Besides tossing them with homemade noodles, a favorite around the world is some type of mushroom on toast. Depending on the cook and location, you might see it on a menu as a number of different things. This French mushroom tartine is one of my favorites.
Italian restaurants might call it a bruschetta, (prounounced brewskettah) which to me would mean that the bread was grilled and slightly charred, and probably rubbed with a clove of garlic when it comes off of the grill. You might also see it on a menu listed as crostoni too though, which is how my old chef from Rome would have described it.
French restaurants might call it a tartine, which to me means more of an open faced sandwich but is essentially the same thing. In Scandinavia you could have a Smørrebrød, also an open-faced sandwich. Any way you cut it, it's mushrooms on toast, and it's bomb.
One of the best mushrooms on toast I've had was at Petite Crenn in San Francisco, in the same family as the famous Atelier Crenn and it's 2 Michelin stars which I also enjoyed, but will cost more and requires a reservation. Petite Crenn's mushrooms on toast is the one I've modeled mine after.
My girlfriend and I had just landed in San Fran, a little travel weary, and needed some lunch, champagne and oysters to start our bout of food tourism for the week. We sat down and ordered a couple things, a bowl of mussels, oysters and the tartine to share.
As we were waiting, we saw a bakery delivery come in from a nearby shop, his arms filled with fresh baguettes and country style boules. You could smell the bread in his arms as he passed by, that toasty, yeasty smell that makes your toes curl, and brings me to an important point about your mushrooms on toast.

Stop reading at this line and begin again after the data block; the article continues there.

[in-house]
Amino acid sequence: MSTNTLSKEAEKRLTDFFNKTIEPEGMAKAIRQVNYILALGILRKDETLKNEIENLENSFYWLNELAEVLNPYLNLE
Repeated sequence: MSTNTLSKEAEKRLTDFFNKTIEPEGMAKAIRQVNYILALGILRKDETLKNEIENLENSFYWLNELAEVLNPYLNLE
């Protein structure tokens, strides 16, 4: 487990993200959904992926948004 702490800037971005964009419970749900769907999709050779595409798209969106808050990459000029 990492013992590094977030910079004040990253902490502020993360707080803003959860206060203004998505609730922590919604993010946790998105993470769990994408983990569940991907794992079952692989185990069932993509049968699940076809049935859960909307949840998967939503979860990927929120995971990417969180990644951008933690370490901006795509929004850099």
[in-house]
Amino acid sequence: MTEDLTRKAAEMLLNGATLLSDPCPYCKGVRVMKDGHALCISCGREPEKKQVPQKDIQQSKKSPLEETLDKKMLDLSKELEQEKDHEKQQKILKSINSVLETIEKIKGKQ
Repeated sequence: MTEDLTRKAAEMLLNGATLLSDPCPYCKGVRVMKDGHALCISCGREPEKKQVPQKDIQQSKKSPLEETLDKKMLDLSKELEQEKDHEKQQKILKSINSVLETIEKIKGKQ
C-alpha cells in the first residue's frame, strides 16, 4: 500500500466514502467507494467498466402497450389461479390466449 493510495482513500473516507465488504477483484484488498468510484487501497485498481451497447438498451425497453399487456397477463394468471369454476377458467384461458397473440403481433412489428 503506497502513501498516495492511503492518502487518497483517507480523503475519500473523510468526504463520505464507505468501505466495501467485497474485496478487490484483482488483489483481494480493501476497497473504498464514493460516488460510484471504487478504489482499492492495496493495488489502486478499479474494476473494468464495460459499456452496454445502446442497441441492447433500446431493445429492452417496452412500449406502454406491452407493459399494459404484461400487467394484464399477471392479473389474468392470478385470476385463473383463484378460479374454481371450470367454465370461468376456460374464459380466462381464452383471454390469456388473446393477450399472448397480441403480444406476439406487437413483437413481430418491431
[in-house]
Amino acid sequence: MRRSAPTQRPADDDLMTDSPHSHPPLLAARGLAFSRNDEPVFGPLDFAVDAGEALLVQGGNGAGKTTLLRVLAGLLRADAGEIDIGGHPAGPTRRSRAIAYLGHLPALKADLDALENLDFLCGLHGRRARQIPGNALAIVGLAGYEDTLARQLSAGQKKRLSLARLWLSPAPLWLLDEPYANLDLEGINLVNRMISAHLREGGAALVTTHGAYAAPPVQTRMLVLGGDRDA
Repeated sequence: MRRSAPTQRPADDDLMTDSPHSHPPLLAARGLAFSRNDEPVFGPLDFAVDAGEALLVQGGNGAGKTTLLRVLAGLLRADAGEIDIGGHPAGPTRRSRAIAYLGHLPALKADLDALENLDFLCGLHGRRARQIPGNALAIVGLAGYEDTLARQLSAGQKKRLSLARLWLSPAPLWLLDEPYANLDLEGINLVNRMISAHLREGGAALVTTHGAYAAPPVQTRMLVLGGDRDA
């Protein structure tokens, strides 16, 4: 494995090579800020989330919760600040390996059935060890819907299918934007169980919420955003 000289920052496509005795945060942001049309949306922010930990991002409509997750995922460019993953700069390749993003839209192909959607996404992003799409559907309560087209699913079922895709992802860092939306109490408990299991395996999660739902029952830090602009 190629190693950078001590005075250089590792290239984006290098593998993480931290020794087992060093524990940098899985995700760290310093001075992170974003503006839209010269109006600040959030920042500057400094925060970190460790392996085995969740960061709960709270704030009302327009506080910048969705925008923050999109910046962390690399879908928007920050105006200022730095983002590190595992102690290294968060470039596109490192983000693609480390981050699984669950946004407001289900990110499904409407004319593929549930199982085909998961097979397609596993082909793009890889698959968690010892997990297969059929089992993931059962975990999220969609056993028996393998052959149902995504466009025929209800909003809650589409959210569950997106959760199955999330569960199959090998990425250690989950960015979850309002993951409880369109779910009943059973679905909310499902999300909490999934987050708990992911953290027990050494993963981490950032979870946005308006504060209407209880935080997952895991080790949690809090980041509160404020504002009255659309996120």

The best bread for a tartine, or any open faced sandwich
Is the best bread you can find. No matter how many funky species of mushrooms you have that you're going to make sexy and fry up in all the butter, garlic, olive oil, or whatever your poison is, get some bread that will do the shrooms justice. You spent all day out in the woods fighting bugs and heat, so go out of your way to find something high quality.
"The double slather"
Back to our tartine in SF, it came to the table a long slice of grilled country boule (see picture above), filled with different kernels of grains and oats, topped with sauteed maitake mushrooms and little pieces of pickled cucumbers and radishes.
There was something else too, butter, butter that I could tell was still melting. Melting because the kitchen first greased the bread and grilled it on a flat top, then slathered it with fat a second time when it came off the grill, making the butter melt and mix in with the mushrooms and pickles. Try it out if you want to spoil yourself. It was simple, decadent.
If you're in the Twin Cities metro area, and want to try some awesome breads you should really check out products made from Heritage Breads and Bakersfield. Both bakeries are relatively new, and on the cutting edge. They're breads are the best I've tasted, and that's coming from a chef whose restaurant has it's own bakery.